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Additive manufacturing in Aerospace
Transcript of Additive manufacturing in Aerospace
Founded by William Edward Boeing and George Conrad Westervelt in 1916.
Headquarter based in Chicago.
What is Additive
Additive Manufacturing is a new process that operates by adding rather than subtracting.
In conventional manufacturing, in cutting a part of titanium or aluminum, you are essentially wasting a large portion of that material.
Additive Manufacturing works on using a beam of lasers to cement powdered material into solid sections.
• Reduces wastage
• Allows for easy customization
• Can reduce outsourcing of
parts and sub assemblies
•Provides rapid prototype
Designing and Producing Shop Drawings of Object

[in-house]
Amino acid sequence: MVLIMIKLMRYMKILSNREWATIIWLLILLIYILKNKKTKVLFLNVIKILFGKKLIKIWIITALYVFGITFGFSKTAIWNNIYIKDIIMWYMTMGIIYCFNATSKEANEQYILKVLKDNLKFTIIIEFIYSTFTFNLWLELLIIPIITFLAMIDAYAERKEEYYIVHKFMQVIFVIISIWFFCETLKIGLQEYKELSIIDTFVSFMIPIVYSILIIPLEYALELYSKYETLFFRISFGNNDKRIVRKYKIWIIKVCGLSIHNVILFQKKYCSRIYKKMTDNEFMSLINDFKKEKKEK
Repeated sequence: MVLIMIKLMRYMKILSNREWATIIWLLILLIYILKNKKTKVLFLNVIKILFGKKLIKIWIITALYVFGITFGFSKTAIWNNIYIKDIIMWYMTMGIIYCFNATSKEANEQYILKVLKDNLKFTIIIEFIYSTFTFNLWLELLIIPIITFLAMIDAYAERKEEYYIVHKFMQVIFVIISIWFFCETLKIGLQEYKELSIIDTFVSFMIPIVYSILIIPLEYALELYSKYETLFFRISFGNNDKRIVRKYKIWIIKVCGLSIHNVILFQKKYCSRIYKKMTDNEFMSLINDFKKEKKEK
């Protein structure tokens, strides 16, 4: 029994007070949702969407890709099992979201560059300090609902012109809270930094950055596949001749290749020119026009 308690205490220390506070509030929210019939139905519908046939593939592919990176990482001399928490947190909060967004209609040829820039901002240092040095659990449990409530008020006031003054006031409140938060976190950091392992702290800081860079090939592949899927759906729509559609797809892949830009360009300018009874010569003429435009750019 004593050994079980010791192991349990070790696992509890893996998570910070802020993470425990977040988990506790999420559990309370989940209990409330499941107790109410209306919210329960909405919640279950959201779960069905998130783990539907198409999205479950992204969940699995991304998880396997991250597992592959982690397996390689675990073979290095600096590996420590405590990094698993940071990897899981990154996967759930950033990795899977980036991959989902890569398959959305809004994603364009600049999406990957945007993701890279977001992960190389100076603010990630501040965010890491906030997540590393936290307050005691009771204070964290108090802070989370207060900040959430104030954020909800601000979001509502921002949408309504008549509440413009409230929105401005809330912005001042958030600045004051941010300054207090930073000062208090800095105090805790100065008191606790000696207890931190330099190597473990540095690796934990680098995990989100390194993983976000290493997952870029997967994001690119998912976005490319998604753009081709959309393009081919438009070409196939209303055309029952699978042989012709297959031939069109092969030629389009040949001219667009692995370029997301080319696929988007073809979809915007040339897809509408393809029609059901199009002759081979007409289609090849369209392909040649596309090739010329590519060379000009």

Machining Parts – subtractive manufacturing
Measurement and Verification of Parts Dimensions: If NOT to requirements, part(s) are remanufactured.
If parts are the correct dimensions, they are assembled and the completed assembly is verified for correct operation. If NOT, corrections to the shop drawings are made and remanufactured. If it meets requirements, corrected as-built documents are produced.
3D Printing requires a digitized 3D designed model.
Computer Aided Design (CAD) or 3D Scanners are used to create the 3D Model.
Once the 3D model is created, the digital file is sent to a 3D printer for printing.
Once produced, the object is verified that it meets user requirements and specifications.
If NO, corrections are made to 3D Model and is re-printed.